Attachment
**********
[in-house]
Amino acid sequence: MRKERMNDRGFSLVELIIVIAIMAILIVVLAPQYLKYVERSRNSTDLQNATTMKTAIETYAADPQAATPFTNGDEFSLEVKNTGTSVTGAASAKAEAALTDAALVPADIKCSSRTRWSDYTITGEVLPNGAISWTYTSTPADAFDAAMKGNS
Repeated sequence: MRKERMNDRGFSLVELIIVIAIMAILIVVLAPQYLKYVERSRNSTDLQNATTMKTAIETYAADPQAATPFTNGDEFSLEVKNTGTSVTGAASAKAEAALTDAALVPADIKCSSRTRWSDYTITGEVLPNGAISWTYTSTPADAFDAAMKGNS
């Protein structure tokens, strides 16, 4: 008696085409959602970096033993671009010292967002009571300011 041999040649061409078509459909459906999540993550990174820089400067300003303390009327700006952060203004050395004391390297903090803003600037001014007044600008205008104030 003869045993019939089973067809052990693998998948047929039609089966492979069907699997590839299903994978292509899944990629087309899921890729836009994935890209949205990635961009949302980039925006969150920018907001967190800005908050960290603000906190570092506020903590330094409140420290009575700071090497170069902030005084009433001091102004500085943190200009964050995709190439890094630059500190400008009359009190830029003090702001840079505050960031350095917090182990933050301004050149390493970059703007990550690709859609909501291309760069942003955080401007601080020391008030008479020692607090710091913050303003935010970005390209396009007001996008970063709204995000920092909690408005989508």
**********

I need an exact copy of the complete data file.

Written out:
[in-house]
Amino acid sequence: MRKERMNDRGFSLVELIIVIAIMAILIVVLAPQYLKYVERSRNSTDLQNATTMKTAIETYAADPQAATPFTNGDEFSLEVKNTGTSVTGAASAKAEAALTDAALVPADIKCSSRTRWSDYTITGEVLPNGAISWTYTSTPADAFDAAMKGNS
Repeated sequence: MRKERMNDRGFSLVELIIVIAIMAILIVVLAPQYLKYVERSRNSTDLQNATTMKTAIETYAADPQAATPFTNGDEFSLEVKNTGTSVTGAASAKAEAALTDAALVPADIKCSSRTRWSDYTITGEVLPNGAISWTYTSTPADAFDAAMKGNS
């Protein structure tokens, strides 16, 4: 008696085409959602970096033993671009010292967002009571300011 041999040649061409078509459909459906999540993550990174820089400067300003303390009327700006952060203004050395004391390297903090803003600037001014007044600008205008104030 003869045993019939089973067809052990693998998948047929039609089966492979069907699997590839299903994978292509899944990629087309899921890729836009994935890209949205990635961009949302980039925006969150920018907001967190800005908050960290603000906190570092506020903590330094409140420290009575700071090497170069902030005084009433001091102004500085943190200009964050995709190439890094630059500190400008009359009190830029003090702001840079505050960031350095917090182990933050301004050149390493970059703007990550690709859609909501291309760069942003955080401007601080020391008030008479020692607090710091913050303003935010970005390209396009007001996008970063709204995000920092909690408005989508």